Creating a good environment for sleep
A room that is too hot or with too much light is going to make it hard for you to fall asleep. Get light-blocking curtains for your windows and make sure the temperature in your kids’ room is seasonally appropriate. Ensure that their mattress is comfortable, read these 2021 mattress topper reviews and upgrade their bed.
Turning off electronics
Devices like computers, phones, and tablets generate light that can have an effect on sleep. Using devices with such screens two hours before going to bed is going to lower your melatonin levels, which is a chemical responsible for sleep.
A regular sleep schedule
This is one of the hardest tips to implement, but it is the most important. It is important to keep a consistent bedtime schedule, even on weekends. The child’s natural circadian rhythm is going to be uninterrupted and they will have better mental and physical functioning.
You don’t need to rely on naps for older ones. This is going to make it hard for school-aged kids to go to bed at the right time.
Taking time to wind down
Kids need time to unwind physically and mentally just like adults. Help your kids with establishing a brief and relaxing routine that they can follow every night – this can be a few minutes of stretching, taking a bath, listening to mellow music, or drinking a glass of warm milk.
Getting the right amount of sleep
A well-rested child is going to get better quality sleep. How much sleep is enough? According to guidelines from the National Sleep Foundation, here are the recommended hours;
Infants 4 to 11 months: 12 to 15 hours
Toddlers 1 to 2 years: 11 to 14 hours
Preschoolers 3 to 5 years: 10 to 13 hours
School-aged 6 to 13 years: 9 to 11 hours
Teenagers 14 to 17: 8 to 10 hours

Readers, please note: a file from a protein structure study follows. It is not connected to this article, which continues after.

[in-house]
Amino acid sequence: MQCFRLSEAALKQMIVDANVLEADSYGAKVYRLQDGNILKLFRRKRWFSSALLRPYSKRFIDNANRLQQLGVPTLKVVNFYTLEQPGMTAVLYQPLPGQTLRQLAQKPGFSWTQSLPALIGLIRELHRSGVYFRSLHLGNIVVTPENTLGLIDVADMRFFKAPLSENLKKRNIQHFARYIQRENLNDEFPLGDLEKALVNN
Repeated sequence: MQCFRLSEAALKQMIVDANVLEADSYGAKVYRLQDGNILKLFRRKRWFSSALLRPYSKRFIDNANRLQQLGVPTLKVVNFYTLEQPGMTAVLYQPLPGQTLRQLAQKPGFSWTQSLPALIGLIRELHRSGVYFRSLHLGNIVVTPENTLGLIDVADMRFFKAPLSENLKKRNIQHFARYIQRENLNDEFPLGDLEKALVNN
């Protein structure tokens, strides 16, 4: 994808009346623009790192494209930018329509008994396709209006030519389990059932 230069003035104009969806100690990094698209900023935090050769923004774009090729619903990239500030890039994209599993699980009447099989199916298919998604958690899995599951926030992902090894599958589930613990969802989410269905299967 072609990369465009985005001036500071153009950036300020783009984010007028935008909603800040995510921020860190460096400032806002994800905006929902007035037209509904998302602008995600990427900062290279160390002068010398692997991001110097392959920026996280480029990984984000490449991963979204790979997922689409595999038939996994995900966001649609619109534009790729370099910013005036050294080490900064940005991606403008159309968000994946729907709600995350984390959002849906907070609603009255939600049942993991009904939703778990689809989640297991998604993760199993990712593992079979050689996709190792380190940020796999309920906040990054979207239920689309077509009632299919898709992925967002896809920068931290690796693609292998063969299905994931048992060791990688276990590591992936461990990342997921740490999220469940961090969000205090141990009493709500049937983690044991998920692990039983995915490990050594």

Younger adults 18 to 25: 7 to 9 hours
Why are good sleep habits good for a child’s health? Deep sleep is important because it triggers the body to release hormones responsible for normal growth in children. The hormone is going to boost muscles mass and repair tissues and cells in children and adults.
When they don’t get enough sleep ghrelin (hormone that makes you hungry) levels increase and leptin levels (the hormone that makes you feel full) go down and this is why kids start feeling hungrier when they are tired and they will crave higher-carb and higher-fat foods.
When kids feel tired, they become more sedentary which makes them burn fewer calories. Research has shown when kids take part in vigorous exercise, they fall asleep faster compared to those living a more sedentary lifestyle.
The behavior of the kid is the most outward symptom that they did not get quality sleep. Kids sleeping less than 10 hours a night before 3 years are three times more likely to have impulsivity and hyperactivity by age 6. These are like ADHD symptoms and this is why tired kids are impulsive and distracted even though they don’t have ADHD.
The above six tips will go a long way in helping your kids get quality sleep. You also need to improve your sleep habits because research has shown children with parents following healthy sleeping environments and routines tend to have a good sleep routine.